Photo: El Salvador

By January 20, 2015, the Venezuelan oil barrel had plummeted to $39. Nicolás postponed his accountability speech before the National Assembly, seeking financing and trying to persuade “the world” to trade a more expensive barrel, as he had to accept that the $100 oil barrel wouldn’t return. That’s how the oil boom ended, leaving the country’s oil output below that of 1999, with diminished international reserves, a sizeable foreign debt and the highest inflation in the world, as well as the intense shortage of food and medicines. Long lines are the best summary for this year; and they didn’t disappear with the use of captahuellas or purchase discrimination according to the ID card number. In spite of this, the FAO acknowledged Venezuela’s progress concerning food. Desde allá, a film directed by Lorenzo Vigas, won the Golden Lion for best film in the Venice Film Festival. Likewise, the national basketball team won the FIBA Americas for the first time in our history and the U-20 female soccer team got second place in the South American Championship, qualifying for a World Cup for the first time ever. The famous artist and cartoonist Pedro León Zapata passed away.

Photo: sancheztaffurarquitecto.wordpress.com

Murdered students

In just one week, two ULA students were murdered; José Frías and Julio García, who were found tortured and with gunshots to the head. Later, UNET student John Ramírez was found and the authorities said that someone shot him in the head to steal his cellphone. Yamir Tovar and Luis Arianyi, members of the student movement Resistencia, were found lying on the ground in Los Flores, Catia, with gunshots to their faces and bodies. After this horrifying sequence, there was a commotion in San Cristóbal when a PNB officer shot 14-year old student Kluiverth Roa in the back of the neck. Nicolás said in a cadena that Roa was a member of “a right-wing sect,” that the police officer had been taunted and that the gun “went off.” That same day, the army killed a young wayúu native who was returning home from school. Meanwhile, criminal gangs used fragmentary grenades in common crimes and journalistic investigations revealed that 8 of every 10 bullets used by criminals came from Cavim, the Armed Forces’ ammunition factory.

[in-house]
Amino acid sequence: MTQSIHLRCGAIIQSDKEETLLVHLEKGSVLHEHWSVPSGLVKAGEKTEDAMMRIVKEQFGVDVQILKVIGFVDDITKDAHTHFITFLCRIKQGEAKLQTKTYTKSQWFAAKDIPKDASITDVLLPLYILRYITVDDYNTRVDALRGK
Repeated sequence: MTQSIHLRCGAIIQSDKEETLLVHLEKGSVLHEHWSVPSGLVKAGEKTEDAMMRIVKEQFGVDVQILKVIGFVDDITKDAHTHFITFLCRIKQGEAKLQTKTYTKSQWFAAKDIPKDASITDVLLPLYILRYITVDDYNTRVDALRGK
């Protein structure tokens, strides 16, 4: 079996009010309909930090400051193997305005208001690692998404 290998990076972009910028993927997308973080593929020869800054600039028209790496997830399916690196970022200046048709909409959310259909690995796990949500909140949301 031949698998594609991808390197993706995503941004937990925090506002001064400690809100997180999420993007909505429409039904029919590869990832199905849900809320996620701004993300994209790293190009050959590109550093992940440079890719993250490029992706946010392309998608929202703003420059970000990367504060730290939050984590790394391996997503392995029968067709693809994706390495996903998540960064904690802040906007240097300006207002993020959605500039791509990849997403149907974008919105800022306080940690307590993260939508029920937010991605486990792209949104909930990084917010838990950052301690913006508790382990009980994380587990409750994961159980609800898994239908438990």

Human rights

After 15 years, Venezuela sent a delegation to Geneva for the assessment of the country’s performance on human rights carried out by the UN. The key message of Prosecutor General Luisa Ortega Díaz was that human rights were guaranteed because the Constitution said so. Resolution Nº 008610 was published in the Official Gazette, where the Defense Ministry authorized the Armed Forces’ intervention in protests with the use of “potentially lethal force.” With military actions in the Cota 905 to crack down on armed gangs, the government created the Operation for People’s Liberation (OLP): the accomplishments of those raids could be summed up in the number of deaths, arrests and deportations. President Barack Obama sanctioned government officials and declared that Venezuela had become an “unusual and extraordinary threat” for the U.S. Nicolás rewarded sanctioned officials and wasted enormous resources to collect signatures in condemnation of the measure.

Photo: Havana Times

In August, the Colombian-Venezuelan border was shut down and a state of emergency was declared in five municipalities of Táchira state. According to the Venezuelan Observatory of Social Conflict, there were an average of 16 protests per day in 2015, 82% of them demanding economic and social rights.

A trumped-up trial

The case of Leopoldo López was discussed around the world. Nicolás discredited every person who worked on his defense. He took to calling López “the monster of Ramo Verde,” the military prison were he was kept isolated while his trial was postponed over and over. In a trial rigged with irregularities, he was finally sentenced to 14 years in prison. Months later, prosecutor Franklin Nieves, one of the people in charge of the investigation against López, fled the country and confessed that the accusation had been fabricated, the evidence was forged (in coordination with Nelson Mejías) and that Luisa Ortega Díaz gave the orders to act against López, even though she was aware of the flimsy evidence. Franklin Nieves was the regretful executioner. In a truthful justice system, this would’ve been enough to open and investigation, nullify the sentence, the trial and release Leopoldo López; but not in Venezuela.

Drug trafficking at port